Northrop Grumman's Mark VIIE hand-held target locator (shown below on the left) can accurately identify enemy positions and locations during the day or at night. An enhanced version of the Mark VII eyesafe laser rangefinder, the Mark VIIE has an embedded Global Positioning System (GPS) to provide precision target location and improved target location error without the weight or size of a separate GPS device. The Mark VIIE provides both direct view day optics and a thermal sight for nighttime operations. It can be used to conduct surveillance and target enemy positions for air or artillery engagement.

  Northrop Grumman's Mark VIIE target locator. The Mark VIIE emulator from Knight Eagle Technologies.
  A soldier using the Mark VIIE target locator. Photo courtesy of Northrop Grumman. The Mark VIIE emulator.

Below are images of Northrop Grumman's actual Mark VIIE Hand-Held Target Locator (left), the Mark VIIE emulator (center), and MetaVR's 3D model of the device (right).

Northrop Grumman's Mark VIIE unit, Knight Eagle Technologies' Mark VIIE emulator, and MetaVR's 3D model of the Mark VIIE.
Photos courtesy of Northrop Grumman and Knight Eagle Technologies.

Knight Eagle's Mark VIIE emulator has an accurate housing design -- taken directly from the Mark VIIE Handheld Target Locator. As result, the emulator has the size, weight, and feel of the actual device. The emulated device also has the total feature set of the Mark VIIE. The emulator's display system utilizes a digital (DVI) input and the display resolution is a true 1280 x 1024 SXGA resolution. The unit can be equipped with a 3DOF or 6DOF tracking sensor.

  Mark VIIE emulator control panel. Buttons on the Mark VIIE emulator.
  Emulator control panel showing the two buttons mapped for ranging and designating in VRSG. Buttons on the Mark VIIE emulator, showing the two buttons that are mapped for ranging and designating in VRSG.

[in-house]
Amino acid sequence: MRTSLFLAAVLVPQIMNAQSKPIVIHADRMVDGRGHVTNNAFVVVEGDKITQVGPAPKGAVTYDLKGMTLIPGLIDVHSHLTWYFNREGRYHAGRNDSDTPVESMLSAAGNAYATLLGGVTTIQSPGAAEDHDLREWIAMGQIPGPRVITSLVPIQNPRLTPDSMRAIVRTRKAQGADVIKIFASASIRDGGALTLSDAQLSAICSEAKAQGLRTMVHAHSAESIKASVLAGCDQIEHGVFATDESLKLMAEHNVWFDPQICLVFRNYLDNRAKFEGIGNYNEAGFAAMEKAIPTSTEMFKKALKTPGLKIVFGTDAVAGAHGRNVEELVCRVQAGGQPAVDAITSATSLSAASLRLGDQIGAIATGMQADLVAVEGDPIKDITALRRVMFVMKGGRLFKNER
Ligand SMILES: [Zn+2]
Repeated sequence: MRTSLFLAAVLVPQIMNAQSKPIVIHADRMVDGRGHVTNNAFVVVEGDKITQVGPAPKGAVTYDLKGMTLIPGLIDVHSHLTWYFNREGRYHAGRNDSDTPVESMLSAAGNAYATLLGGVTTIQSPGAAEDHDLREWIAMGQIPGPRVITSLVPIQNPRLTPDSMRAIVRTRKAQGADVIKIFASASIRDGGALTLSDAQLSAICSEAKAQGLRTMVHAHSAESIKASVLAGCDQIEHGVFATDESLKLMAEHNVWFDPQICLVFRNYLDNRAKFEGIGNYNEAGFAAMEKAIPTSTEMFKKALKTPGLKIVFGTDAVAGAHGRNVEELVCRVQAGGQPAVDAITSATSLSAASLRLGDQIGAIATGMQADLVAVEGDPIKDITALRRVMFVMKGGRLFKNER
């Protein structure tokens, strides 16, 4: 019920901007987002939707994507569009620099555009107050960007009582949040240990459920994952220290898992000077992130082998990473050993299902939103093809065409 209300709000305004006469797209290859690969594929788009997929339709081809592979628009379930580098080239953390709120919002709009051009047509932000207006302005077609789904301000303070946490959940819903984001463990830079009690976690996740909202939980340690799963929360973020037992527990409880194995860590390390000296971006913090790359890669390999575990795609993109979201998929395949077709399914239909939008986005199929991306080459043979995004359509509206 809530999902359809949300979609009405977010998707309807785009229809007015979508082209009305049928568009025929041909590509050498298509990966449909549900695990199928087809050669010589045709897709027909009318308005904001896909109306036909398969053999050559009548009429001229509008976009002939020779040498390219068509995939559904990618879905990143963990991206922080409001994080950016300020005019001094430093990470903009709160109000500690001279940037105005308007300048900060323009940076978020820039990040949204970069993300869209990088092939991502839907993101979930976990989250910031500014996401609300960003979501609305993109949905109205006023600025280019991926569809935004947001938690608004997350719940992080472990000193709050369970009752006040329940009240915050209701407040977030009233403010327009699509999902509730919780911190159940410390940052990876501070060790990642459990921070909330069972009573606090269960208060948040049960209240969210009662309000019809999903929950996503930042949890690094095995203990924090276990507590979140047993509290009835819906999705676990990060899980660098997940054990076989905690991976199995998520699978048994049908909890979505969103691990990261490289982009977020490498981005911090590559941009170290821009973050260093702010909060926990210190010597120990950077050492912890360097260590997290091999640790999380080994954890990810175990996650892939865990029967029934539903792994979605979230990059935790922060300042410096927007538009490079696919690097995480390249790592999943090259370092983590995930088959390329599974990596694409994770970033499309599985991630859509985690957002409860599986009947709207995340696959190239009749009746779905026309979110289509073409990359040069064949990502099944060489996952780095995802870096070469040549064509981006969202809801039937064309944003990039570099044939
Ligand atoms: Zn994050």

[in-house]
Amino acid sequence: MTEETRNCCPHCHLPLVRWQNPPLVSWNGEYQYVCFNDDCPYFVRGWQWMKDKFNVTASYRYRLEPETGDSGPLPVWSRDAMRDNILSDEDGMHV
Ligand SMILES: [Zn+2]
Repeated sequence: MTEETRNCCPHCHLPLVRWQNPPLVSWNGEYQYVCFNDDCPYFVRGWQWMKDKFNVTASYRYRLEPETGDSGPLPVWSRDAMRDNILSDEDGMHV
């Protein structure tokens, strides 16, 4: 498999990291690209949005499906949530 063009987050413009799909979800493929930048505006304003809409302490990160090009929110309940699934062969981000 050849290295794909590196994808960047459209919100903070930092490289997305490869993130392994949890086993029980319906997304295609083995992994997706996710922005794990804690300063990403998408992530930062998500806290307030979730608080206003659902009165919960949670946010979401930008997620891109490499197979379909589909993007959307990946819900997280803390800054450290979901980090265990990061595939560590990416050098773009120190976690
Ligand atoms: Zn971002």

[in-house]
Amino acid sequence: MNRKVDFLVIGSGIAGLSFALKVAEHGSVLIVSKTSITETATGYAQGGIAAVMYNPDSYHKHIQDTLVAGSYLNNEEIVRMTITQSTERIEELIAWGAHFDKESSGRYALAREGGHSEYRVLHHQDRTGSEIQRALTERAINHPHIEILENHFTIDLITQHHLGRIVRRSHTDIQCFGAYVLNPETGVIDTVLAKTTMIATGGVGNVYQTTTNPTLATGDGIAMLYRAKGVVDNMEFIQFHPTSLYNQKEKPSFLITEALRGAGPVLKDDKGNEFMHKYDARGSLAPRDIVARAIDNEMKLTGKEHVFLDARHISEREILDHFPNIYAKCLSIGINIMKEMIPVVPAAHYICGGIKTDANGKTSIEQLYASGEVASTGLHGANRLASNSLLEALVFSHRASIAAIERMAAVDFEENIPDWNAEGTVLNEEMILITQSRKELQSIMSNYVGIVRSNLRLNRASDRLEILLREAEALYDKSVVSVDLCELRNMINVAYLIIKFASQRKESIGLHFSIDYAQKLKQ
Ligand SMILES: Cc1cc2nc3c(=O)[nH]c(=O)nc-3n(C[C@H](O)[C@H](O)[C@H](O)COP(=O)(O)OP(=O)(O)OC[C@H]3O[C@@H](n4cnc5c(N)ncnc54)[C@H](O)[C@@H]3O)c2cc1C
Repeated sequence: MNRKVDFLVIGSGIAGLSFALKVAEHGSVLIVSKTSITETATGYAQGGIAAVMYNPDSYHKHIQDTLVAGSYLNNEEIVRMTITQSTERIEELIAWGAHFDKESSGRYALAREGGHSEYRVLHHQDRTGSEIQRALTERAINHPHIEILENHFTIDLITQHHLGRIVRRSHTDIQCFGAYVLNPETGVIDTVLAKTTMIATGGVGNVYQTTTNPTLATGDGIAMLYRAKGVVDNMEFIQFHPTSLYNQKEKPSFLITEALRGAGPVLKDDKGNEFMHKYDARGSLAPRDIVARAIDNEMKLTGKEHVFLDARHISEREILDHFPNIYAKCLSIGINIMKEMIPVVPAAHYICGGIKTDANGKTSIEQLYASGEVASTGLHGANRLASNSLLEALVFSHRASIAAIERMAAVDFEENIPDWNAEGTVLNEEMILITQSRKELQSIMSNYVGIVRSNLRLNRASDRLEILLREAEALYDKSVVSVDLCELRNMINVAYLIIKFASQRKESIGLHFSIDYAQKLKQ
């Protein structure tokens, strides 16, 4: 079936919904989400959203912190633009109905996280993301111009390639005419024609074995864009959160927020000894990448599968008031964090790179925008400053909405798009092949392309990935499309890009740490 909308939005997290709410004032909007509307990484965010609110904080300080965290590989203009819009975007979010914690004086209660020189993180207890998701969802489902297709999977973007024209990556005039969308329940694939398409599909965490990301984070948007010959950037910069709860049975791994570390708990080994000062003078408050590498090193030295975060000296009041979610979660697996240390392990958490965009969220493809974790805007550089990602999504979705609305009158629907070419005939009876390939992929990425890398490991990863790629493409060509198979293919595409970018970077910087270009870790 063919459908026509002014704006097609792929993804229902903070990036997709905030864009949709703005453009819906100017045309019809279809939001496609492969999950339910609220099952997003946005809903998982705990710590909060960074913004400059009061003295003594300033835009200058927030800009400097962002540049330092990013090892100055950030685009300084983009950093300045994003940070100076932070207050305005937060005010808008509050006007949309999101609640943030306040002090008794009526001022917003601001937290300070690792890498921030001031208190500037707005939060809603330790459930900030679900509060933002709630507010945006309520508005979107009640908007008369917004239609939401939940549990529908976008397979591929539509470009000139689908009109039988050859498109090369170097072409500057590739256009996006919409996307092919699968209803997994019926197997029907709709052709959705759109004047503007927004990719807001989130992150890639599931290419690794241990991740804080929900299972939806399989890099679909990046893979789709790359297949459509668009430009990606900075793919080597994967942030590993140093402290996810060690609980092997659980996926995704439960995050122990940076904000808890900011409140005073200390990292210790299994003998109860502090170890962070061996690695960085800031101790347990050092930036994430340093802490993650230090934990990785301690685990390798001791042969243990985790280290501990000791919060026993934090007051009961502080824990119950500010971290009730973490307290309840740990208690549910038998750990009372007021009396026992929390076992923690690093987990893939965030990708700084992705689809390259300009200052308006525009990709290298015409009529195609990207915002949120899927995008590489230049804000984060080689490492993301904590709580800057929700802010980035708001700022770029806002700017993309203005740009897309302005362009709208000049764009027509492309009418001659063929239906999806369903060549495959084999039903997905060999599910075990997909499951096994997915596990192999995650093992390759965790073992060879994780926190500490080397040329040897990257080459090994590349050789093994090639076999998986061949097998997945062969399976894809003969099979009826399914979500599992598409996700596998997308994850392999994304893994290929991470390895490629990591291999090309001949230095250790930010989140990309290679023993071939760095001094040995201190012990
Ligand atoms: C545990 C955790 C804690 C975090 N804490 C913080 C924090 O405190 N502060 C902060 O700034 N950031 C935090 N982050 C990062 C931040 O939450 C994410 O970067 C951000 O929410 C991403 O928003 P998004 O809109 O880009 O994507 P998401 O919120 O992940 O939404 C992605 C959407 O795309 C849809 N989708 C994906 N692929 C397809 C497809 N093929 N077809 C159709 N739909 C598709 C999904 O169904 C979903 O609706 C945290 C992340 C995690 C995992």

The emulator requires no interface or device drivers to use it with VRSG. This plug-and-play device simply requires a USB connection plus a DVI connector for video. The device offers four programmable buttons, plus a z-axis control. VRSG uses the Microsoft Human Interface Device (HID) protocol via DirectInput to instrument the embedded tracker and map two of the buttons to ranging and designating functions.

MetaVR VRSG running on a 50" plasma display and a desktop system in JTAC mode, and the same scene as viewed through Knight Eagle's Mark VIIE emulator.
On the left: VRSG running on a 50" plasma display and a desktop system in JTAC mode. On the right: The same scene as viewed through the Mark VIIE emulator.

Notional emulated hardware

A notional emulated hardware device that interoperates with VRSG is the NVIS Ranger 47. This virtual binocular is a hand-held display designed for handling a variety of training and simulation tasks. The Ranger 47 features dual SXGA OLED microdisplays with focus-adjustable eyepieces displaying a 47-degree diagonal field-of-view (36H x 28V). The device also includes a central hinge for IPD adjustments.

  Stereopsis is supported via two independent video inputs. A small external mounting plate on the bottom of the Ranger 47 accommodates standard motion trackers, such as the Intersense InertiaCube4. In addition to power and brightness buttons, the Ranger 47 provides four programmable USB joystick compatible buttons, plus a z-axis scroll wheel.

As shown in the image on the right, the buttons are programmed to map to VRSG FAC or JTAC functions such as ranging, designating, cycling the visual spectrum (DayTV, IR hot, IR black, and NVG), and cycling the coordinate system displayed for ranging and designating (Lat/Lon and MGRS).
    The Ranger 47 device. (Photo courtesy of NVIS.)